This article originally appeared in the print edition on September 25, 2007 the day after India won the World T20.
Mahendra Singh Dhoni was just two years old when Kapil Dev held up the glittering World Cup on that magic summer evening at Lord’s in 1983. Today, he, and his young team, lived that moment for India — all over again.
Like 24 years ago, no one expected India to win this trophy; and when it came to the crunch, the bowlers did the trick — our Mohinder Amarnath was the comeback man Irfan Pathan, our Kris Srikkanth was Gautam Gambhir, our Sandeep Patil was Rohit Sharma, and our Sunil Valson, who stayed on the bench, was Piyush Chawla.
And, after India beat Pakistan by five runs to become the World Twenty20 champions today, Dhoni, our Kapil, said, “I will cherish this till the end of my life.”
This team had done virtually the impossible. They had walked in with the experience of one Twenty20 international before this, they had no coach, in the real sense, and they did not have much of a preparation either. “But we had a 100% success rate,” said Dhoni, pointing to their lone Twenty20 win last year against South Africa.
“This is a young side, and no one expected us to win. And that’s the reason why we won,” he said.
At the Wanderers today, on a pitch where they had already made history last year by winning their first Test in South Africa, against a team that has never beaten them in a World Cup before, it finally boiled down to that one reverse scoop from Pakistan’s hero Misbah-ul-Haq — a shot that failed, a great effort that fell short by five runs.
The Indians ran towards their new skipper, Pakistan’s Aussie coach Geoff Lawson slumped down, two weeks of high-octane action had ended in the last over of the tournament, the world had woken up to a new force — Team India, GenNext, without the battle-scarred veterans Rahul Dravid, Sachin Tendulkar and Sourav Ganguly.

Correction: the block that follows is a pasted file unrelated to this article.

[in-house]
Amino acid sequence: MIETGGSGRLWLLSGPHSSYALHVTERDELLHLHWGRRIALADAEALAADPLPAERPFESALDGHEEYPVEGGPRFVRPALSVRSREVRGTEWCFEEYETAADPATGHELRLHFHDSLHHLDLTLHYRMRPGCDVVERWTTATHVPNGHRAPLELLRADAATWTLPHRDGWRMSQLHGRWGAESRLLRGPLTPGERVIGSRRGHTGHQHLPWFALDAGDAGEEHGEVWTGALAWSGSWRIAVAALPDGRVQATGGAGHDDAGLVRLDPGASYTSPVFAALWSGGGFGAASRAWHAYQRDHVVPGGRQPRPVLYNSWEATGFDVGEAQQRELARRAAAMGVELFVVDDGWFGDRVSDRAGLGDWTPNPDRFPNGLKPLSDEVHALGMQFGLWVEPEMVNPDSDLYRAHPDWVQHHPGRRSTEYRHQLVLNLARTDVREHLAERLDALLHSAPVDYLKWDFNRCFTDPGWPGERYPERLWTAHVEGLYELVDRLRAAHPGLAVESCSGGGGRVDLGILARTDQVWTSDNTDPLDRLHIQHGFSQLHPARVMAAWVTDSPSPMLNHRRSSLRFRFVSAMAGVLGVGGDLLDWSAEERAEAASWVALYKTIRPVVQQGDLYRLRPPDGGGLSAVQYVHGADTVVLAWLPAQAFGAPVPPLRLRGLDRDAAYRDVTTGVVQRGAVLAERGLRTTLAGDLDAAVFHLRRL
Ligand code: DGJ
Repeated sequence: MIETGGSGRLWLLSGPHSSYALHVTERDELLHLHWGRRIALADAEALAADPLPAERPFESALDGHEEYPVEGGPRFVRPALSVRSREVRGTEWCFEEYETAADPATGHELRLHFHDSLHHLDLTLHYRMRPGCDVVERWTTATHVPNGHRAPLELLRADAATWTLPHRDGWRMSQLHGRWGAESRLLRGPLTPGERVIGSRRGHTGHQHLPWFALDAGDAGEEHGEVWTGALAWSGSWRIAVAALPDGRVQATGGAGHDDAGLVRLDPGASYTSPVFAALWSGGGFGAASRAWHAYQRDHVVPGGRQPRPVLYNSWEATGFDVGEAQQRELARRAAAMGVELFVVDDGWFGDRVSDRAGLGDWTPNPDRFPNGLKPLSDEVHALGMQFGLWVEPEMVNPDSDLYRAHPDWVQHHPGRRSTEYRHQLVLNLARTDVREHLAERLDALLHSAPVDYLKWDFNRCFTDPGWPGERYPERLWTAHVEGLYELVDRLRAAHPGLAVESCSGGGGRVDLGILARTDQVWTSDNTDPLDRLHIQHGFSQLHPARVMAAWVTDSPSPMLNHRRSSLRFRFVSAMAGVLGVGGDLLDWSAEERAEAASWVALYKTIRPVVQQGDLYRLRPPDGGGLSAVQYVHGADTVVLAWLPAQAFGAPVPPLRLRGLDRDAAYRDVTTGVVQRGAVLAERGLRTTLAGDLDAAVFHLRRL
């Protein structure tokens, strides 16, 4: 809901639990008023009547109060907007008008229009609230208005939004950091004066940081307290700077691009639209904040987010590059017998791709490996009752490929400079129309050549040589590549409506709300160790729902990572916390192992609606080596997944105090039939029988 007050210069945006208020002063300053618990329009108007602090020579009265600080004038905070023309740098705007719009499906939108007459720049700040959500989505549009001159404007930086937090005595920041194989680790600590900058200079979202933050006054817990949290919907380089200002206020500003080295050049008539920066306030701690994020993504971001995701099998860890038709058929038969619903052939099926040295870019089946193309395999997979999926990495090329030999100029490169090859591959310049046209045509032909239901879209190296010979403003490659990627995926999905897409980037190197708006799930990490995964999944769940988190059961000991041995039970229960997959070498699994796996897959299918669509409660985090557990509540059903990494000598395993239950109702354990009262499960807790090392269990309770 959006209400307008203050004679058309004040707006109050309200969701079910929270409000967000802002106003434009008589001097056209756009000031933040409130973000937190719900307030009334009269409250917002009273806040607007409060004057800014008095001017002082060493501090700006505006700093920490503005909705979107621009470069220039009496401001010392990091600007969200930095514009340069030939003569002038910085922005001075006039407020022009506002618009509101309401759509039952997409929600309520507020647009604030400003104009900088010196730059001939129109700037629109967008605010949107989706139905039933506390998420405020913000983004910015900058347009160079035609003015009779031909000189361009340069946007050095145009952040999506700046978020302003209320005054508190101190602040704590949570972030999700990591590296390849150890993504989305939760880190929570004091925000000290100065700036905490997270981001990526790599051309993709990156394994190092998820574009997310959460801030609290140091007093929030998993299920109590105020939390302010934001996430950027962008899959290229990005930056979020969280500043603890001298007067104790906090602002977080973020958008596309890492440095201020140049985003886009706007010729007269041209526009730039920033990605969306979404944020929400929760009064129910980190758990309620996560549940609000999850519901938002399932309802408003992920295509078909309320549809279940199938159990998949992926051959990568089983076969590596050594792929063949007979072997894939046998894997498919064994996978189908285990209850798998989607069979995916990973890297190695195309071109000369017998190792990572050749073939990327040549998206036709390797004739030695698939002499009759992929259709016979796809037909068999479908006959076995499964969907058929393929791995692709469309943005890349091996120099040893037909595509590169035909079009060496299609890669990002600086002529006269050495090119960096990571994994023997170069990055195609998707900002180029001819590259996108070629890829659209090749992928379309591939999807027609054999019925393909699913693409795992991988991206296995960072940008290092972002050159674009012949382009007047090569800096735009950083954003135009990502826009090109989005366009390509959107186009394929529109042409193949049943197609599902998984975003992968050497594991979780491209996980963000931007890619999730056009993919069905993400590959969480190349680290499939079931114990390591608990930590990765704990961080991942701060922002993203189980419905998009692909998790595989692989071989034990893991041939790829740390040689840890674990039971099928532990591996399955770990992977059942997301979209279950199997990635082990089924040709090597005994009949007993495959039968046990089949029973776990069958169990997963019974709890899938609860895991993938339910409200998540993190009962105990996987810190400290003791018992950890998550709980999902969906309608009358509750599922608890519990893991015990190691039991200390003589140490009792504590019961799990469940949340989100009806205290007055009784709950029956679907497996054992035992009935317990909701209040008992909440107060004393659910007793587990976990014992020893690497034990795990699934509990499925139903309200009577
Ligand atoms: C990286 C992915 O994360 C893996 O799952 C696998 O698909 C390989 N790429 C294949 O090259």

“It does not matter who got there in the end, the game of cricket has won,” declared Indian legend Sunil Gavaskar, minutes after Pakistan were bowled out for 152, after India won the toss and set up a target 157 for five in their 20 overs.
Probably, what really captured the secret of India’s success in this tournament, just six months after their humiliating exit from the Caribbean World Cup, is that fact that there were no superstars to hail and idolize at the end of it all.
There was Yuvraj Singh, rediscovering himself with the two sensational half-centuries against England and Australia. There was R P Singh, relentlessly sharp, persistently accurate with his left-arm seamers. There was Sreesanth, knocking back Australia in the semi-finals with laser-like yorkers. There was Irfan Pathan, out of the team due to a dip in form and confidence, returning to the world stage in the final with a brilliant spell of 4-0-16-3 and the man-of-the-match award.
“Mashallah, it was a great feeling to come back like the way I did, to win the cup,” said Irfan, as he stepped up to receive his prize, savouring the special day when he got to play with his “bhai”, Yusuf Pathan. Minutes later, the Indians were celebrating wildly. Dhoni clung on to the trophy, chest-butting those who came in the way, Pathan strutted around with the gold medallion around his neck, Harbhajan and Joginder managed to get into the tri-colour, together.
Today, the difference between the two teams was simple: pressure. And Pakistan captain Shoaib Malik couldn’t help but ask his man, Misbah, why he went for that reverse scoop that landed in Sreesanth’s hands — the final moment of the match.
“He wanted to hit the ball straight over again, but something at the last moment made him do that. What more can I ask him because he too is heart-broken,” said Malik. Finally, irritated at the repeated questions on why his team folded up, he asked: “Aap koi film bana rahe hain, khushi aur gam par?” For the Indians, meanwhile, it was time to count the money too: $2 million from the BCCI, $450,000 from the tournament, Rs 1 crore for Yuvraj, Rs 5 lakh from Karnataka for Robin Uthappa.
And at the end of it all, as the groundstaff here started sweeping aside the confetti, the message from Johannesburg was clear: if 1983 brought one-day cricket home, be prepared for the T20 revolution.
This article appeared in the print edition with the headline ‘Generation Next gets its 1983 moment’